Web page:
Saturday, Apr 21, 2018
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Falcons Football: Expectations high despite inexperience

BOWLING GREEN - Dave Clawson has brought in some new energy and enthusiasm to Bowling Green State University.

But that's not all the new coach hopes to deliver this fall once the season kicks off on Thursday night when the Falcons play host to Troy University at Perry Stadium.

"I just want to do a great job for Bowling Green and get to the MAC championship game as often as we can and win them," said Clawson, who served as the University of Tennessee offensive coordinator last fall. "I really believe Bowling Green, with our facilities, with our tradition, with our history, with the support we get and where we're located we should be one of the premiere teams in this league.

"We want that to happen as soon as possible."

His wishes would come as a surprise to many in the MAC. The Falcons, coming off a 6-6 campaign under previous coach Gregg Brandon, were predicted to finish fifth in the MAC East division this season based on a poll of the league coaches.

Clawson's team is looking to prove the pollsters wrong.

"Like coach says, 'Nobody rises to low expectations,'•" defensive lineman Kevin Alvarado said. "A winning season is the minimum. The ultimate goal is to win a MAC championship and go to a bowl game.

"We use that [ranking] as motivation, and we work harder. Luckily, the game is not played on paper."

Besides a new coach and coaching staff, plenty of new faces will see action on the field.

BG returns only 11 starters, but eight are on offense. All-MAC quarterback Tyler Sheehan leads the list of players expected to provide production and direction for a team in transition. Sheehan, a 6-foot-3, 225-pounder, is arguably the most experienced player on the Falcons' roster. He has started 25 straight games.

Despite the coaching changes and a loss of 11 starters from a year ago to graduation, Sheehan isn't counting BG out of the mix for the MAC title.

"Any team can win it, and that's the thing with the MAC conference," said Sheehan, who has thrown for more than 6,000 yards in his career. "The preseason polls you can throw out the window once the first games start because in our conference the ability level is so close.

"It's all about who comes out to play that week and who executes. As far as our conference games, it could go either way."

Under Clawson, the Falcons are expecting to include more running plays in their offensive package. Willie Geter, a 5-8, 175-pound tailback, is expected to play a key role in making opposing defenses think twice about the run game. Geter, who rushed for just over 300 yards in a limited role a year ago, is looking forward to utilizing his quickness out of the backfield in BG's spread attack.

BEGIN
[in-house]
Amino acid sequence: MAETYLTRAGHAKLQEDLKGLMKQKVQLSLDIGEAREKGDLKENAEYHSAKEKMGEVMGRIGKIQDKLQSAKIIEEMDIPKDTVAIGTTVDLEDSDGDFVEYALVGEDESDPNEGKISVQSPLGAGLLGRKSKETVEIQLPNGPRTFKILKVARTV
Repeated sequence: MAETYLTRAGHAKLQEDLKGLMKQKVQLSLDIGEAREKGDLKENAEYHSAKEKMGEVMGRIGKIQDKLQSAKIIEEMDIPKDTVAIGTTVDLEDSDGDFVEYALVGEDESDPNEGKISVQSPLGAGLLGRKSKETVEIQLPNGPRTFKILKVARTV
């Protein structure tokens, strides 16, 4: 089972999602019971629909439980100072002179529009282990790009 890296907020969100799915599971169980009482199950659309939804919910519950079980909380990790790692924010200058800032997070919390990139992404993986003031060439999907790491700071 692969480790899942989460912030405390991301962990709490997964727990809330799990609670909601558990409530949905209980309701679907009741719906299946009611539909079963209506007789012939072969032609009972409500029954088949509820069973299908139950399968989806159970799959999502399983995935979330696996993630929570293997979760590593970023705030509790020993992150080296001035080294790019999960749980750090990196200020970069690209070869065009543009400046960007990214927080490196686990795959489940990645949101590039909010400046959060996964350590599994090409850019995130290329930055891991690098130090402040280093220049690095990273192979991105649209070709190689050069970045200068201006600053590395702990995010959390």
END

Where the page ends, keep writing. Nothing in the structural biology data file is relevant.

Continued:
"I love the offense right now," Geter said. "I like the different formations we're running. The offense has us playing in a lot of different positions, and I like running with the ball, of course."

Offensive linemen Shane Steffy (6-3, 290), Ben Bojicic (6-5, 292), and Brady Minturn (6-4, 290) return, giving the Falcons a strong foundation for their passing and running attacks.

Defensively, Clawson is working with a group that has only three returning starters.

But defensive backs P.J. Mahone (5-11, 200) and Jahmal Brown (5-10, 200) and linebacker Jerrett Sanderson (6-0, 203) play with the kind of energy and enthusiasm the coach wants to see on the field.

Mahone is coming off a junior season in which he recorded 95 tackles, tops among all returners.

"I think if we get our assignments down and execute our plays, we should be good," said Sanderson, who produced 68 tackles last fall in his first season at linebacker.

Perhaps the most significant question to answer is how well Clawson, his staff, and the players have pulled together as a team. Clawson admits gaining acceptance from players you didn't recruit can be a challenge.

But he believes the transition has gone well since taking over last winter.

"You adopt them because the second you become the head coach they become your players," Clawson said. "If you wait for a three or four-year cycle where they become all your recruits, that's too long.

"So, I took the job and the first meeting I had with the team I said, 'I didn't recruit you and you didn't choose Bowling Green to play for me, but the only way that this works is I'm going to treat you guys as if I recruited you and you need to treat me and our staff as if these were the coaches you came to play for. And if you do that, this will work.'•"

Contact Donald Emmons at:

or 419-724-6302.

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